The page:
Sense & Sensitivity by Harriette Cole


DEAR HARRIETTE: I am having issues with a friend. She thinks very highly of herself and often gets angry because of the way she perceives my attitude toward her. I love having her as a friend, but it becomes very stressful because she constantly gets upset as a result of my "tone." The other day I was in a huge rush, and I gave her a brief hello -- she was upset! If I stand up for myself, she gets even angrier, saying things like, "Who do you think you are to talk to me like that?" I don't know how to handle her confidence. What do you suggest I do? -- Tone-deaf, Syracuse, N.Y.

DEAR TONE-DEAF: Tone is a tricky thing. I believe that the way you say something is far more important and impactful than what you actually say. It is possible to be brief with a hello and to make it full and warm and welcoming. Know that there is a chance that you do have a "tone" with her, especially if she intimidates or frustrates you. Your conflicted emotions around her could come out in a derogatory way.

It could also be true that your friend is arrogant and self-centered. She may be the kind of person who is accustomed to having people cater to her, and when you don't, she feels offended.

The bottom line for you is to focus on yourself. Your responsibility is to take care of you, to build your own self-confidence and behave in an honorable way. That does not mean you should be a pushover. Stand your ground when she is mean or rude. Walk away when you feel the situation is going nowhere. Ultimately, you must evaluate whether this is a friendship worth keeping.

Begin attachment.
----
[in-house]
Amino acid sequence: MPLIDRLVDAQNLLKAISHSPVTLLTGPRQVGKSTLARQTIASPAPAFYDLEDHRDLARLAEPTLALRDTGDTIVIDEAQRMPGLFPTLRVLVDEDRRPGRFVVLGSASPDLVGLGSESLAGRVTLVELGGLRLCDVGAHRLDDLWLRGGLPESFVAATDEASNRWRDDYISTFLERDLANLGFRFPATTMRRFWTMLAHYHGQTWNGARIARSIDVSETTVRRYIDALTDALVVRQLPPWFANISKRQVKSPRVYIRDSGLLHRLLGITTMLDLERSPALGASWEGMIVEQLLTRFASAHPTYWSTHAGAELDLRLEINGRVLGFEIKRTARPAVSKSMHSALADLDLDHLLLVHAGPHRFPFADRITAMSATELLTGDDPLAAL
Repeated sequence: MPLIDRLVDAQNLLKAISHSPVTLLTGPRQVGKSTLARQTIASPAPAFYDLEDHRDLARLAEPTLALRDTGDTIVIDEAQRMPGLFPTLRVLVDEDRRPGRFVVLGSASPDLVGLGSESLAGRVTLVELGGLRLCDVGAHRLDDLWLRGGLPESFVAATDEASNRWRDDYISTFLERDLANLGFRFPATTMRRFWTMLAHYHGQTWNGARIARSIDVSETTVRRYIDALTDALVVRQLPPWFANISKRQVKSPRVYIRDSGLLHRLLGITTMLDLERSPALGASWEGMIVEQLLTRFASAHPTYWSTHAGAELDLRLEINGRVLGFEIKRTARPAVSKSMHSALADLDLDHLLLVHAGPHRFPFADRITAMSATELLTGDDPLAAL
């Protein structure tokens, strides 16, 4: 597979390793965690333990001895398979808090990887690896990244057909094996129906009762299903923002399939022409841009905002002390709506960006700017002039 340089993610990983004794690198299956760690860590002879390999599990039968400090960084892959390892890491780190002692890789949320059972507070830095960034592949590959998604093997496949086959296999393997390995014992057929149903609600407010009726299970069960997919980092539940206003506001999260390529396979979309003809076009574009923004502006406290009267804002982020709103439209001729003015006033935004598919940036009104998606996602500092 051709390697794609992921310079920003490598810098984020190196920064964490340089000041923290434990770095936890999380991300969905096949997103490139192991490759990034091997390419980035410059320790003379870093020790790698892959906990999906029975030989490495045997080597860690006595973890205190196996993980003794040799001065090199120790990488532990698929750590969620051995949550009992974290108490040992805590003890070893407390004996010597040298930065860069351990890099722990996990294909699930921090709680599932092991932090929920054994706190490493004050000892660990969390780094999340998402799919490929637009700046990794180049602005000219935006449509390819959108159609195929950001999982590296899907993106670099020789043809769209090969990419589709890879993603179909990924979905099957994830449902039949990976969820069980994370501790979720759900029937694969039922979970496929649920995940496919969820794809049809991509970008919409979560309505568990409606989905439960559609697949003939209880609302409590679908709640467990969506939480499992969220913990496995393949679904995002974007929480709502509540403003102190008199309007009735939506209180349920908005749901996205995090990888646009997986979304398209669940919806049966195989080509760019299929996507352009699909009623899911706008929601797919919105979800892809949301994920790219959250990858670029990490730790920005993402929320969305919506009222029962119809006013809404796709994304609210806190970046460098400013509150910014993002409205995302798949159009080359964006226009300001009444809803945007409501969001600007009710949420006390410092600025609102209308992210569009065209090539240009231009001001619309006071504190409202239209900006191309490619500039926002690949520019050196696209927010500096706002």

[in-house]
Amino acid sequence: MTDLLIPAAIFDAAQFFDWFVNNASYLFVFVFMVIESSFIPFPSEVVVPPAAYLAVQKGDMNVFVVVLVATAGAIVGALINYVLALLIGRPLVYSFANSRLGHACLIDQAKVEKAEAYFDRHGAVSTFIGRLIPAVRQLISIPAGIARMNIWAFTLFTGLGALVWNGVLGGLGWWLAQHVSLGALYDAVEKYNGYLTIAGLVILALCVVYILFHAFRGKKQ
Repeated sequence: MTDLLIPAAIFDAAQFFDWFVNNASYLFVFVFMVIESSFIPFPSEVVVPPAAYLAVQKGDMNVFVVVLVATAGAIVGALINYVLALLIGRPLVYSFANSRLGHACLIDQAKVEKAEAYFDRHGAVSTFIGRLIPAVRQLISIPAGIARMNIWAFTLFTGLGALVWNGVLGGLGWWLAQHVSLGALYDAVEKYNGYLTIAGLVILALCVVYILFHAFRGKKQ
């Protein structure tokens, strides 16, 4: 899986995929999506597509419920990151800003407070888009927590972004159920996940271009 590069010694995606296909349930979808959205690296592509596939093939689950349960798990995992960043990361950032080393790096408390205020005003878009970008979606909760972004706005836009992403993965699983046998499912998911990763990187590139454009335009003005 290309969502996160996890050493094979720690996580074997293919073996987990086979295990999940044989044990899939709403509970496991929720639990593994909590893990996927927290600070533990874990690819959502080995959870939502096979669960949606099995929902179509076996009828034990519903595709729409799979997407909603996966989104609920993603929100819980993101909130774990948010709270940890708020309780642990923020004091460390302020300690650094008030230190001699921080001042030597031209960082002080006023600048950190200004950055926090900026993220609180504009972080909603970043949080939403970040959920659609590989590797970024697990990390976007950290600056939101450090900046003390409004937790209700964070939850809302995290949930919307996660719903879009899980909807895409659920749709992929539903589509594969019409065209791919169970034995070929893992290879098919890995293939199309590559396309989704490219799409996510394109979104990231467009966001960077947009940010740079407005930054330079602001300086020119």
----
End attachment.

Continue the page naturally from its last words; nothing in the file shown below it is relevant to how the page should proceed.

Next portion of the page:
DEAR HARRIETTE: My brother never pulls his car far enough down the driveway. He leaves it at the top, so that when I pull in, I have no choice except to park right behind him, and he gets stuck. If he were to park at the bottom, there would be room for me to park next to him so that he could get out if he needed. I have tried telling him nicely that he needs to pull the car all the way down, and he is momentarily receptive then neglects to do anything. It's extremely frustrating because I have to be on his schedule and have to drop whatever I am doing so I can move my car if he needs to leave. I have become so upset with the situation that I can't help but raise my voice when I come home or refuse to move my car. That has put strain on our relationship because he becomes angry in response. How can I approach this situation? -- Parking Rage, Scarsdale, N.Y.

DEAR PARKING RAGE: This is where parents come in! You have attempted to reason with your brother. Now it is time to bring in the voice of reason. Describe the situation to your parents and ask them to intervene.